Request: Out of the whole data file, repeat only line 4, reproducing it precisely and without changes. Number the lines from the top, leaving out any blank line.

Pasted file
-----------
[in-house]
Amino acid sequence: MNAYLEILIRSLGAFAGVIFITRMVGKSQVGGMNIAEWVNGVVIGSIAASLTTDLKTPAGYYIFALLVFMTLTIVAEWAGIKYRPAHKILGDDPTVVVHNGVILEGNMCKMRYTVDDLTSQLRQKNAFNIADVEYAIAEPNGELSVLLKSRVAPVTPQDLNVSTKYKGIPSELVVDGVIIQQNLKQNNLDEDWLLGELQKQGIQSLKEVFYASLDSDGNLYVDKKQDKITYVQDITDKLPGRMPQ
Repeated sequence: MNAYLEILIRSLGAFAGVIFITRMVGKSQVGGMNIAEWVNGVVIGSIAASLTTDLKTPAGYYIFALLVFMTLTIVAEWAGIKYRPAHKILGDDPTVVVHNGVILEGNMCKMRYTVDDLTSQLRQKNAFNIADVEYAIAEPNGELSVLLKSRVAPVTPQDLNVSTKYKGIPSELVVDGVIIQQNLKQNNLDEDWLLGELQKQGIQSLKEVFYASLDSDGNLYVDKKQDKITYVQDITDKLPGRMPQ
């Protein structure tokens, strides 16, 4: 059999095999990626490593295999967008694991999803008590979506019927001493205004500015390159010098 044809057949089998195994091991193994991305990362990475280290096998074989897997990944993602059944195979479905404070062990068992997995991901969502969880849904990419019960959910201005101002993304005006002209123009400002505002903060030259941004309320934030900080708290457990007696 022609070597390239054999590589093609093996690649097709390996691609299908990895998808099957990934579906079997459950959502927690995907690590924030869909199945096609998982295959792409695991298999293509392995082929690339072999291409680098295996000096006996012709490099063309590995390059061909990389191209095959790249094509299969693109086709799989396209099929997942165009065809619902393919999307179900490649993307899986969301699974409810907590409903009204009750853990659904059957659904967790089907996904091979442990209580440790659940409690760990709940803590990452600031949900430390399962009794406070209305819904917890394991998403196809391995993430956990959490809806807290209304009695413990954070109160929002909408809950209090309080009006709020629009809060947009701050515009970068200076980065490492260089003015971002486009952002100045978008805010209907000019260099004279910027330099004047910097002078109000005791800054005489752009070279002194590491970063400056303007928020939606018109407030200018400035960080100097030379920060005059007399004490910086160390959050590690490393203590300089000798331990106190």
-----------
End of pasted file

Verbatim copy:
């Protein structure tokens, strides 16, 4: 059999095999990626490593295999967008694991999803008590979506019927001493205004500015390159010098 044809057949089998195994091991193994991305990362990475280290096998074989897997990944993602059944195979479905404070062990068992997995991901969502969880849904990419019960959910201005101002993304005006002209123009400002505002903060030259941004309320934030900080708290457990007696 022609070597390239054999590589093609093996690649097709390996691609299908990895998808099957990934579906079997459950959502927690995907690590924030869909199945096609998982295959792409695991298999293509392995082929690339072999291409680098295996000096006996012709490099063309590995390059061909990389191209095959790249094509299969693109086709799989396209099929997942165009065809619902393919999307179900490649993307899986969301699974409810907590409903009204009750853990659904059957659904967790089907996904091979442990209580440790659940409690760990709940803590990452600031949900430390399962009794406070209305819904917890394991998403196809391995993430956990959490809806807290209304009695413990954070109160929002909408809950209090309080009006709020629009809060947009701050515009970068200076980065490492260089003015971002486009952002100045978008805010209907000019260099004279910027330099004047910097002078109000005791800054005489752009070279002194590491970063400056303007928020939606018109407030200018400035960080100097030379920060005059007399004490910086160390959050590690490393203590300089000798331990106190």